The oil rig tower is scheduled to be in operation only for about six more months. After that, all the wells will be completed, and the tower will removed. Angus Petroleum officials say oil pumping could start in late August or early September.
In the meantime, Bodenbender said, the tower may prompt a few flashbacks. He noted that Huntington Beach once was an oil boom town, with drilling rigs and derricks throughout the city 70 years ago.
But little wonder, he added, that many current residents are baffled by the sight of the big oil rig. "There hasn't been a lot of drilling in our city for a long time," Bodenbender said.
Pooling Oil Assets
Angus Petroleum is introducing a pumping method that will revive the Huntington Beach Oil Field. Old pumps throughout the area will be replaced by one underground system, reducing noise and air pollution.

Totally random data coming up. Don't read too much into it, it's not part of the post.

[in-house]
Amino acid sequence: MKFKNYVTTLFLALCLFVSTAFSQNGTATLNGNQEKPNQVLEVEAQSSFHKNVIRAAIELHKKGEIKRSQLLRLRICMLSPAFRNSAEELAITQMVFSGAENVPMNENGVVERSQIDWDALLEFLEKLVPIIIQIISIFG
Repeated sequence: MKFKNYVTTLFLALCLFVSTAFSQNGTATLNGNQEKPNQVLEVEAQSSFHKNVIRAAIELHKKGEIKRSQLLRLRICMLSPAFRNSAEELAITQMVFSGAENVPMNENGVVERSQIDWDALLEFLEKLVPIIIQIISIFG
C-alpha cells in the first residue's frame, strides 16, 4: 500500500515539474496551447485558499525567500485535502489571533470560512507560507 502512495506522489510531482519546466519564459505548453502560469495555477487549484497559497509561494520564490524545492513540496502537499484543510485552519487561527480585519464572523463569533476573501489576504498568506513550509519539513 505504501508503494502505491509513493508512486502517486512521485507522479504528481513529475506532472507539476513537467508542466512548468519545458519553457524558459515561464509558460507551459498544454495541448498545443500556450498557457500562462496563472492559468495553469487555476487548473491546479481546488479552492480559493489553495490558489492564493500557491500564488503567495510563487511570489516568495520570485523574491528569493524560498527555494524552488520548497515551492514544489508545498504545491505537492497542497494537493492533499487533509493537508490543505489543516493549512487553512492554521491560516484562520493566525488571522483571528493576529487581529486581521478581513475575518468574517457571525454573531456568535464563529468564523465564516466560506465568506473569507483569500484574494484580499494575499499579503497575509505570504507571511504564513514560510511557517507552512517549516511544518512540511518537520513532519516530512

1. Running on Empty
When first drilled in the 1920s, gases trapped above the oil pool helped force the petroleum up wells. The gases escaped over time, leaving little pressure to push the remaining oil upward.
2. Flushing out the Field
By drilling new wells at an angle instead of straight down, pumps in one area can reach throughout the field to tap deposits. The oil is sent by pipeline to a Santa Fe Springs refinery.
3. More Land, Less Pollution
About 40 old pumps scattered among homes and businesses were removed, freeing up land and eliminating noise and air pollution. The newly drilled wells will be pumped from a central location.
Recovery wells pump oil to the surface. The injection method will increase the field's production from 300 barrels a day to about 2,500 barrels daily.
Injection wells use water to flush petroleum toward oil recovery wells. Faults help channel the oil flow. The flooding occurs below the area's water table, so contamination is not a problem. The water is recycled for injection.
* Typical directional well measurements Note: Drawings not to scale \o7 Source: Angus Petroleum\f7 Written by Danny Sullivan / Los Angeles Times